For Yoga Journal‘s 35th anniversary issue, the cover girl and feature subject is singer Sarah McLachlan. I’m not surprised: McLachlan perfectly suits the magazine’s image of yoga. She is attractive, health-conscious, white, and “West Coast”; she supports progressive causes; she’s famous but, like many readers and the editor in chief herself, she’s also a single, working mom who practices yoga. Reading McLachlan’s interview, I found nothing blatantly off-putting (the woo woo design concept wasn’t her fault). That said, I also found nothing compelling about her thoughts on Lilith Fair or surfing or motherhood or yoga. Without the celebrity hook, would that story have … Continue reading Sarah McLachlan, Yoga Journal, and real journalism
Wow. Despite the ostensible demise of traditional journalism, the Times (which in the USA can mean only The New York Times) still has clout. One day, John Friend and Anusara yoga are merrily trotting along. The next day, boom! Everyone has an opinion about him, about the growing commercialism of yoga, about worldwide mega tours, about modern yoga’s authenticity, about “feel-good” words and effective teaching. When I wrote that I dislike “flowery” language, I essentially meant that I hate phoniness and showiness. An authentic teacher (a “deep person,” I might’ve said back in college) need not state the obvious. She … Continue reading Flowers need not be flowery
In yesterday’s New York Times Magazine, Mimi Swartz wrote a lengthy profile on John Friend, the Houston-based founder of Anusara yoga. I’d been curious about this new (13 years old) form of yoga, based on Iyengar yoga but with a “touchy-feely” overlay. The article made me cringe, I must admit. It wasn’t only Mr Friend’s commercial ambition, groupee following, and globetrotting to promote his brand. It was also simply his words: “We are,” Friend said, beaming, “the Yoga of Yes.” (YogaSpy: Uh, okay.) “There’s no differentiation between yoga philosophy and business philosophy,” he said of Anusara. “We honor spirit, based on … Continue reading Why Anusara?
… They just fade away. True for you? True for me. I still use my first mat (now over 12 years old), which starred in my very-first blog post. It’s been washed countless times, and it’s disintegrating in high-traffic spots. I now flip it over and use the reverse side. It’s not my sole mat anymore. But why would I trash it? It’s a pebbly PVC mat with great traction and durability, but it’s not biodegradable. So I am trying to be eco-conscious by using it till it’s unusable. Recently, my yoga classmate Cheryl got a new Manduka mat (the PROlite … Continue reading Old yoga mats never die…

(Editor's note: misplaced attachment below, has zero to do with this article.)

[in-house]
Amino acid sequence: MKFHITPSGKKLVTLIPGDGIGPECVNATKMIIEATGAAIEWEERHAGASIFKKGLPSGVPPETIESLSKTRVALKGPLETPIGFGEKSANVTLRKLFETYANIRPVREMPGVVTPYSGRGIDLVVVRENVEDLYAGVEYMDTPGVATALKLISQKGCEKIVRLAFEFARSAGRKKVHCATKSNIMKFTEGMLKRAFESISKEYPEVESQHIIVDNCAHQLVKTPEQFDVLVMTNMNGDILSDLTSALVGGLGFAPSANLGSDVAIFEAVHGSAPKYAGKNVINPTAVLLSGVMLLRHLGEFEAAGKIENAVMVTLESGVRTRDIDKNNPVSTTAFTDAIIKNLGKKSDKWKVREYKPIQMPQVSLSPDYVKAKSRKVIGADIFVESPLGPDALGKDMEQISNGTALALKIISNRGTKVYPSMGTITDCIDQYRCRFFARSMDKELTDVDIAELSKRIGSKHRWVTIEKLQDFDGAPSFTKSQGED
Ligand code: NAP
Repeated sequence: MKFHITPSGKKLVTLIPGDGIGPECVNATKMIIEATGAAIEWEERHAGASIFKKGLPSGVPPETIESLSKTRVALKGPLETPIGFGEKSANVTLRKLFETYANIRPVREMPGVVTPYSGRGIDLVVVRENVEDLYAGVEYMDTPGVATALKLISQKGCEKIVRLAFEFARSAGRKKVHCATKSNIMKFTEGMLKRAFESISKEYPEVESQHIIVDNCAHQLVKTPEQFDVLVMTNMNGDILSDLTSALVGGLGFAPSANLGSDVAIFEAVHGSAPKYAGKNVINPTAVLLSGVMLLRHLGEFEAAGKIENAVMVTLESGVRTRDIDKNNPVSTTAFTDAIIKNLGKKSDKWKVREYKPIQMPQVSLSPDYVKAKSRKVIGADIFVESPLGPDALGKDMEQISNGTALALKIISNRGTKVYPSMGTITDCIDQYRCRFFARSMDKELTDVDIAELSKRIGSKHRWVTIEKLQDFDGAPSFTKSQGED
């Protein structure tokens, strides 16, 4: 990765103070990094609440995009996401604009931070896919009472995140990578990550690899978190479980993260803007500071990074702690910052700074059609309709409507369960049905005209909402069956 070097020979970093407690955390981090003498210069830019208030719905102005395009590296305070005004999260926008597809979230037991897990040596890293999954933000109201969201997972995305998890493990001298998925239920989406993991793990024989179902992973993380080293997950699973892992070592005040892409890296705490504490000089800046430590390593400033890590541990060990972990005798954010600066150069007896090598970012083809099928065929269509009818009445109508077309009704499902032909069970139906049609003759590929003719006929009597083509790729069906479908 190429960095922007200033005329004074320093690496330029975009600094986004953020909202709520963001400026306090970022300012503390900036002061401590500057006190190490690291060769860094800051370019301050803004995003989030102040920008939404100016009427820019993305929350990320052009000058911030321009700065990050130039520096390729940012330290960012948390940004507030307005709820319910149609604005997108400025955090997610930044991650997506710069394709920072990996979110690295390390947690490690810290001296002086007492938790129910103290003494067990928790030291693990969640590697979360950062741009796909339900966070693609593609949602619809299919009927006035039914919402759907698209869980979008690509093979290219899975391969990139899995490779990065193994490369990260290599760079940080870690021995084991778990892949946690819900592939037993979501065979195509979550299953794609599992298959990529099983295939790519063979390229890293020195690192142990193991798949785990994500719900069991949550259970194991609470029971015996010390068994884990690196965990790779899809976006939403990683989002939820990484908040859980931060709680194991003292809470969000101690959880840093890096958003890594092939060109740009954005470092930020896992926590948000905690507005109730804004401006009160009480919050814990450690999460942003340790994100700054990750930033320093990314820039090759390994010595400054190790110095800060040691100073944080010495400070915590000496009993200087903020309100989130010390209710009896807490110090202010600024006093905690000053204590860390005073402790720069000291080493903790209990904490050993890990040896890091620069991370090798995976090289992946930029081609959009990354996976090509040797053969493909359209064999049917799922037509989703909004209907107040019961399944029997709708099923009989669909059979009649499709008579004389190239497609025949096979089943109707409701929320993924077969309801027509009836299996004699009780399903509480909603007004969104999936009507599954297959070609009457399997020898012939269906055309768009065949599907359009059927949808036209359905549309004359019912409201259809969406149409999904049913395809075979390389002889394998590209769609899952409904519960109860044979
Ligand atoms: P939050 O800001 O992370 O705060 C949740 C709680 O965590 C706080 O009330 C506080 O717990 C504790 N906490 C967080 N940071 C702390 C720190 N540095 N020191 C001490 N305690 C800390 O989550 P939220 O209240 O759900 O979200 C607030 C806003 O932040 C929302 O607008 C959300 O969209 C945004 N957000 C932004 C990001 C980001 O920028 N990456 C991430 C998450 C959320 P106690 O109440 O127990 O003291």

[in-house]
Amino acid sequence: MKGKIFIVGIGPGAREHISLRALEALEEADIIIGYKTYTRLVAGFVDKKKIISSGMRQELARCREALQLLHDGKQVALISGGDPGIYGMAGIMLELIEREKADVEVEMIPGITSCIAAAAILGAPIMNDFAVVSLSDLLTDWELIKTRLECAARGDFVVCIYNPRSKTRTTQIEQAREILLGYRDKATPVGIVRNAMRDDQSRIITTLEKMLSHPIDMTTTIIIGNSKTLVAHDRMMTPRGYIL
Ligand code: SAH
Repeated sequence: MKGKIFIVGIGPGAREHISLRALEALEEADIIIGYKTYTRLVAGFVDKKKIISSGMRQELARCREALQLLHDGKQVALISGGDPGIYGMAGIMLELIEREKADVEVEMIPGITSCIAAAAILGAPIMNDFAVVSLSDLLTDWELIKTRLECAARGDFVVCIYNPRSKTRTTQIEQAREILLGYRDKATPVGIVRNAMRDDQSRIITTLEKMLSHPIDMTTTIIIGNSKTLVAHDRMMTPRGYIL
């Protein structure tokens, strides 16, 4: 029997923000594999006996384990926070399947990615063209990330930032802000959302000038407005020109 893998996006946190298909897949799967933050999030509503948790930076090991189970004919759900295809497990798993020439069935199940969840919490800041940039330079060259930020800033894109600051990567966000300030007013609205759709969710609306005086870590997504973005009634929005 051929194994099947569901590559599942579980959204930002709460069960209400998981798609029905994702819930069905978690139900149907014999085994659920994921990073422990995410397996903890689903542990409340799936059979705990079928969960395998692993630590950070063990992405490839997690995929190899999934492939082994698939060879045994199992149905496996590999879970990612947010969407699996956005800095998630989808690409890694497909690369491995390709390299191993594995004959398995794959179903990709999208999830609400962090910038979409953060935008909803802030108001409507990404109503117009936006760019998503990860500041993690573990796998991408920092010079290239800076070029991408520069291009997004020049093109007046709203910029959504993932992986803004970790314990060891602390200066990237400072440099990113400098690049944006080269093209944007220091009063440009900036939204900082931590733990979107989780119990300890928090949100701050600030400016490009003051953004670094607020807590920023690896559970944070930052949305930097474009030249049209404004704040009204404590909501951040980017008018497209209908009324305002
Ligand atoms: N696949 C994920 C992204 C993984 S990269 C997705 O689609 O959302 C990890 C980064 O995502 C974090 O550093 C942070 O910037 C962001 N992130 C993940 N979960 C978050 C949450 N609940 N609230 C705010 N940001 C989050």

In January, Katherine, a student of mine, vacationed in Waikiki. Slender and fit, in her 50s, she’s an avid beginner yogi and wanted to find a convenient yoga class. While I’m from Hawaii, I have no firsthand knowledge of Waikiki yoga; she ended up trying Dennis and his Chocolate-Pineapple Sports-Yoga Studio. According to Katherine, the instructor is fluent in Japanese and targets Japanese tourists for his outdoor classes, on the sand at Waikiki Beach or on the lawn at Kapi‘olani Park. The day she dropped in on his “park yoga” class, the 15 or so other participants were Japanese girls; Katherine … Continue reading The great outdoors
In the New York Times article “When Chocolate and Chakras Collide” (January 26, 2010), yoga practitioners debate the yogic diet: Should yogis eat meat? Drink alcohol? Indulge in sweets and spices, onions and garlic? Traditionalists hold that ahimsa requires vegetarianism, and that one must avoid strong flavors, caffeine, and alcohol, which overwhelm the senses. Revisionists argue that the hardline approach is unnecessary, if one’s attitude is appropriate. Both views make sense. It seems incongruous that a yogi be pleasure-seeking; yet, sticking to the rules doesn’t guarantee saintliness. My two cents: CONSCIOUS EATING In the article, a group gathered for “vigorous, … Continue reading Sense, Sensuality, and Sensibility